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Police Shutdown Of Downtown Traffic Saturday Was ‘Unorganized Chaos,’ Frustrated Residents Say

In an effort to curtail Mexican Independence Day celebrations, the city blocked traffic Downtown — leaving residents stuck in traffic for hours as they tried to get home.

Some people had to wait in traffic for hours Saturday night after police closed the Downtown area.
Provided

THE LOOP — Police shut down access to part of The Loop on Saturday night in an attempt to control traffic amid Mexican Independence Day celebrations, causing confusion and gridlock.

The Downtown area was closed to everyone but residents 11 p.m. Saturday-2:30 a.m. Sunday, police wrote on Twitter. Mayor Lori Lightfoot and police leaders blamed the closures on chaos and traffic from “car caravans” celebrating Mexican Independence Day, with police saying they wanted to ease traffic. Residents also got text messages from the city saying they would need a valid ID to get into the area.

But Downtown residents and other Chicagoans described general chaos and traffic filled with people just trying to get home — not celebrating — Saturday night. Some waited for hours in traffic and were refused entry despite showing identification. 

Photos and videos showed long lines of cars blocking traffic Downtown and on Lake Shore Drive Thursday and Friday nights. Police said they were prepared to close Downtown to traffic Saturday night in preparation for an expected third night of Mexican Independence Day festivities, which is celebrated Sept. 16. 

April Pipal, who lives off DuSable Lake Shore Drive, said she was driving back from the suburbs when the State Police told her she could not exit the Eisenhower Expressway at about 9:30 p.m. Police diverted her to a different exit, and then she got stuck on Canal Street, she said.

“That’s as far over as we could get,” Pipal said. 

After seeing Wacker Drive was completely gridlocked, Pipal spent about an hour waiting on the Lake Street Bridge, hoping to get over the river. When she eventually did, she realized Halsted was impassable, and she decided to go down Ashland Avenue to Division Street. But city trucks blocked her there, as well, she said.

Eventually, Pipal made it home by crossing on Division at about midnight, she said. The nearly three-hour ordeal left her frustrated, and she had a 71-year-old friend in the car who had to be dropped off nine blocks from her apartment because of the closures, she said.

“I’m livid,” Pipal said. “It was complete chaos. And it wasn’t just us. There were multiple people getting out of their cars going up to them saying, ‘I’m a resident. I have an ID.’ I have texts from the city that said, ‘if you are a resident or worker, and have an ID, you’ll get in.’ That was not the case at all.”

Carlo Lopez, of Pilsen, said it took him nearly three hours to get home from Randolph Street and Wabash Avenue. He saw people get out of their Ubers and Lyfts as they gave up on waiting in traffic, he said.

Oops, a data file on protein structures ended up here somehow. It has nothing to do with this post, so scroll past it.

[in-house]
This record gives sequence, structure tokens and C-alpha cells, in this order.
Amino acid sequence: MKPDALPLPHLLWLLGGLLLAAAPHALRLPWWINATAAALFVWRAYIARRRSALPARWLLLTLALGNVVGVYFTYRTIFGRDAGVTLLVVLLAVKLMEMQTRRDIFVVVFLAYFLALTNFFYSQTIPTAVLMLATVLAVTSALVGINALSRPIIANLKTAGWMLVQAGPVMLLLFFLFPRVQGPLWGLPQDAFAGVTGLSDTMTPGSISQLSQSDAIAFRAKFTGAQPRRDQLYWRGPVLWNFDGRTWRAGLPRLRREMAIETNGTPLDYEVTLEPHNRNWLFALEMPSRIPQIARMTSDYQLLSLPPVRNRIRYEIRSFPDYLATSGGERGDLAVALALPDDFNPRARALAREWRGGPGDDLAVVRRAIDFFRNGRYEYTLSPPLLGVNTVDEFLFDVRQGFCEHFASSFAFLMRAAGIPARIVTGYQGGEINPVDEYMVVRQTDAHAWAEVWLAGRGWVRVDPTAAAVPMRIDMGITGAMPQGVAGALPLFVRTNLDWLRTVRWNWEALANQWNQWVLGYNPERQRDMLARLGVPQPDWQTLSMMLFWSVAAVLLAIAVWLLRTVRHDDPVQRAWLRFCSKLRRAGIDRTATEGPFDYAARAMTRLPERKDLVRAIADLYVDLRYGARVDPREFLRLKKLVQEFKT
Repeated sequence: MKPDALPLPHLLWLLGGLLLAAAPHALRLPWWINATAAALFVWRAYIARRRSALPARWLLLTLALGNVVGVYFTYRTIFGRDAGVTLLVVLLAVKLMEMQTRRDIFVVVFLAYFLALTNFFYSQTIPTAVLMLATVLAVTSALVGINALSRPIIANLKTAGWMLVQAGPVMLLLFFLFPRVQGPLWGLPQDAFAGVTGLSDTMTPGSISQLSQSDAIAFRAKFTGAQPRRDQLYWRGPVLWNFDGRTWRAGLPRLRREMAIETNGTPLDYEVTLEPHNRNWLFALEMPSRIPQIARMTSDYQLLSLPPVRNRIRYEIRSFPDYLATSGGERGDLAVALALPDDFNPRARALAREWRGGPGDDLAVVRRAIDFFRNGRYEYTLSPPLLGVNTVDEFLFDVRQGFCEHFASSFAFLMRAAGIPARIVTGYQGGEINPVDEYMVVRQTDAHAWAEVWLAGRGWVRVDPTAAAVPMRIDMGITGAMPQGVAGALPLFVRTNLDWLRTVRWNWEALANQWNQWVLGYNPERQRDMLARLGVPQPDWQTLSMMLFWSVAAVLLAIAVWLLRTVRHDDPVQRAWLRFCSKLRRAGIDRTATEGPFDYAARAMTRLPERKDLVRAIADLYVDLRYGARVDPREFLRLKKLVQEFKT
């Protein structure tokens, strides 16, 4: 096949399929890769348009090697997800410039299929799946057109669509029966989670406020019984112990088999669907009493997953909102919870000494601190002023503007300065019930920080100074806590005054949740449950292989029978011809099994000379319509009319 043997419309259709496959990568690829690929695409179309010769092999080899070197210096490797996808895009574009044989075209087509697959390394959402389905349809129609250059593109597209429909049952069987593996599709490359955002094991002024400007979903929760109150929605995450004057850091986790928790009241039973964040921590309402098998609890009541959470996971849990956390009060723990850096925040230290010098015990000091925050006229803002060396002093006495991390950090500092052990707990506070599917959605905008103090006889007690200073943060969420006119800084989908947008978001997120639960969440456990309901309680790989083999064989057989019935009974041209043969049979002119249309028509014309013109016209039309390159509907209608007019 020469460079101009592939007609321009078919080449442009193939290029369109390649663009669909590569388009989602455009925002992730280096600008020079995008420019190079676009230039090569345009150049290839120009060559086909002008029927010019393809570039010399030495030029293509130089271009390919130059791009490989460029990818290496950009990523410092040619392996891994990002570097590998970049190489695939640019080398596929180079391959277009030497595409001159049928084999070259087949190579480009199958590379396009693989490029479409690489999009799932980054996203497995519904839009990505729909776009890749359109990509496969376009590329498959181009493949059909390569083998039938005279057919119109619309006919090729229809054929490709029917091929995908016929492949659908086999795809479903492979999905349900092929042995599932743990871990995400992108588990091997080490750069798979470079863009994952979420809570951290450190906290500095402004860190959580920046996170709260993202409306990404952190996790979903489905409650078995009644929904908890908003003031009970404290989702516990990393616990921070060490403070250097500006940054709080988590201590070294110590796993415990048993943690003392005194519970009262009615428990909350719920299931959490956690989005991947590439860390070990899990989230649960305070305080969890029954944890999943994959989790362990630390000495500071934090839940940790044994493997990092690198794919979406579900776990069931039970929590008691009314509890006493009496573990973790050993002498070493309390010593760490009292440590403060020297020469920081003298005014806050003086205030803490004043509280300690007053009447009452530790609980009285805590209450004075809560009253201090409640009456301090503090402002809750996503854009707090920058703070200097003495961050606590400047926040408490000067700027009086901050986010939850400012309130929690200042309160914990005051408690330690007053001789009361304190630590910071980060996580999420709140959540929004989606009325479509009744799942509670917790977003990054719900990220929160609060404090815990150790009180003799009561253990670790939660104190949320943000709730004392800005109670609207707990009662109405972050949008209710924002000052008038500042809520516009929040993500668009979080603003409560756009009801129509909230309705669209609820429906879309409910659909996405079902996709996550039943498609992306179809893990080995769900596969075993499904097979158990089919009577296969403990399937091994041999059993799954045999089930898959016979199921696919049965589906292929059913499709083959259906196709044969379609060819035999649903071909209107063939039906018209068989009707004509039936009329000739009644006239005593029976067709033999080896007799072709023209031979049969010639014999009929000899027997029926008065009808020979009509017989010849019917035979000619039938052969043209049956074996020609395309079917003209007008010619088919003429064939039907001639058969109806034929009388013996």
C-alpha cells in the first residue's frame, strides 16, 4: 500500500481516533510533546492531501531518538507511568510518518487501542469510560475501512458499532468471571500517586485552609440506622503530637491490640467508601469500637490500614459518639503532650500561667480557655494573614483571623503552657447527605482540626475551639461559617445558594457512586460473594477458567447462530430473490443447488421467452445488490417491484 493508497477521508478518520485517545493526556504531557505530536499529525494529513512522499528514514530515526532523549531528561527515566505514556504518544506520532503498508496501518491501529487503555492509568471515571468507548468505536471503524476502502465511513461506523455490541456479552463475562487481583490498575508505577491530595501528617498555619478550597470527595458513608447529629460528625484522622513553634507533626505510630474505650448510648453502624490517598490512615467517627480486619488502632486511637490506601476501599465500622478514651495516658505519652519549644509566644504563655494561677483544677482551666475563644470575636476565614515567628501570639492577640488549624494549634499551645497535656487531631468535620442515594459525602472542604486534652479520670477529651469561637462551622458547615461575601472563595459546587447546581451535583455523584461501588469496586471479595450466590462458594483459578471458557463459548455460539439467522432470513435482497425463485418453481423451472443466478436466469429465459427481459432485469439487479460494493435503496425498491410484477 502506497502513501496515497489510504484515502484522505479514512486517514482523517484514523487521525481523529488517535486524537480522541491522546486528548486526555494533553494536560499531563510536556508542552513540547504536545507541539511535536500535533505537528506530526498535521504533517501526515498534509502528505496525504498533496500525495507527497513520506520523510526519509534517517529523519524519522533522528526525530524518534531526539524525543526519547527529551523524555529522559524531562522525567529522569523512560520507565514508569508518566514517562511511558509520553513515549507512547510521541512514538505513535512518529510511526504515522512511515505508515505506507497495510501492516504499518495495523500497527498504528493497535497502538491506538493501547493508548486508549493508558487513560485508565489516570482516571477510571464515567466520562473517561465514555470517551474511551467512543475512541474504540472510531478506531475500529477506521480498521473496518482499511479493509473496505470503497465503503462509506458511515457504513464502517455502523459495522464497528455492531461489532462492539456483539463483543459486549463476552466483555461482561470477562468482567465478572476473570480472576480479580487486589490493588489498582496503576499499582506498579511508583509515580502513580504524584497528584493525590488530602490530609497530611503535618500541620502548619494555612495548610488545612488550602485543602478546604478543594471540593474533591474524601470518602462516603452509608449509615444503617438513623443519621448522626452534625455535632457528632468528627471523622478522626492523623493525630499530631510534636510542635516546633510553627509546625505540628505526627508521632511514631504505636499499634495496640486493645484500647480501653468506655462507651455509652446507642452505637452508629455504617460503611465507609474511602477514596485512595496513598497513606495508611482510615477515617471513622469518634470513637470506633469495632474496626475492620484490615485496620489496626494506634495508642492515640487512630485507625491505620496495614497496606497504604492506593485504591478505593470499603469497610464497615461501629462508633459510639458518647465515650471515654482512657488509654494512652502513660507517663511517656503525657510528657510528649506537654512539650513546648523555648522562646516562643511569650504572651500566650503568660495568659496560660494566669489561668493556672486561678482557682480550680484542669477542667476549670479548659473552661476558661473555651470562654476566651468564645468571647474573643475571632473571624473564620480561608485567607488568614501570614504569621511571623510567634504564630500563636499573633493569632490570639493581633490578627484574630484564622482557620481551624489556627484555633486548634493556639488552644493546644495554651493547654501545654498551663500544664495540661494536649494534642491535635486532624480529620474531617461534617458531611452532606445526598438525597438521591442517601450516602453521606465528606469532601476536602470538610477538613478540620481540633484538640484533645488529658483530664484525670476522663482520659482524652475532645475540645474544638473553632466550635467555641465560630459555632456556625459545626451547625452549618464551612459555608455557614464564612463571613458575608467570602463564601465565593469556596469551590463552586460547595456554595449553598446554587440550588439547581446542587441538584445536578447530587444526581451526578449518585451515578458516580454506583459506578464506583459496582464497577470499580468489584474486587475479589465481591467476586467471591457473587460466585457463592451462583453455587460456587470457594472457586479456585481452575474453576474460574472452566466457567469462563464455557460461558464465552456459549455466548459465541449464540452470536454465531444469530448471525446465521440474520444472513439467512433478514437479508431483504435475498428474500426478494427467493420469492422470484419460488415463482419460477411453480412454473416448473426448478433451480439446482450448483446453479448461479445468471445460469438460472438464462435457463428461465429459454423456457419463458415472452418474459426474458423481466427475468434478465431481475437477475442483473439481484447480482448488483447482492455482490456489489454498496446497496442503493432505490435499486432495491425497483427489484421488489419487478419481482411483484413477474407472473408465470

“I don’t usually go Downtown on the weekends because I know it gets a little crazier. But it was definitely something else this time — it was jam-packed,” Lopez said.

The city has closed off the Downtown area to traffic before, resulting in much criticism and controversy. It closed off the area in 2020 as car caravans flooded the streets for Mexican Independence Day; the same year, Downtown was also closed off by city officials due to protests and looting after a Minneapolis police officer killed George Floyd.

The city’s Office of Emergency Management and Communications warned in a news release Thursday there could be “increased traffic throughout the city” as people participated in the Mexican Patriotic Parade, Riot Fest and Pilsen Fest. It did not say there could be street closures.

But Lightfoot and police leaders, speaking at a Saturday news conference, said they were prepared to close the streets after thousands of revelers flooded Downtown on Thursday and Friday nights, closing Lake Shore Drive as drifters did doughnuts, set off fireworks and, in one instance, threw a frozen water bottle at officers. 

Police said they had made seven arrests due to the caravans and revelry, including for drag racing and drifting; impounded 16 cars; took in four guns and towed three vehicles. Lightfoot said she was concerned about drivers slowing down emergency vehicles.

“Blocking major roadways of transportation to do doughnuts is not safe. Lighting fireworks in the middle of the street is not safe,” Lightfoot said at the news conference. “We embrace our Mexican brothers and sisters. We want people to celebrate peacefully. But we have to do it in a way that does not negatively impact others.”

Police Supt. David Brown also said officers would use “deflation devices” to spike the tires of drifters. He’s expected to provide an update on the weekend at 11 a.m. Monday.

Lopez said he did see a number of cars with Mexican flags, but most drivers and passengers seemed like people who were just trying to get home.

Pipal said she understood why city officials needed to control traffic Downtown, but she criticized the execution Saturday, saying residents with an ID should not have had trouble getting access to their apartments. 

“If things are organized, and there’s a plan in action, and they follow that plan, then I have no problem,” Pipal said. Saturday “was unorganized chaos.”

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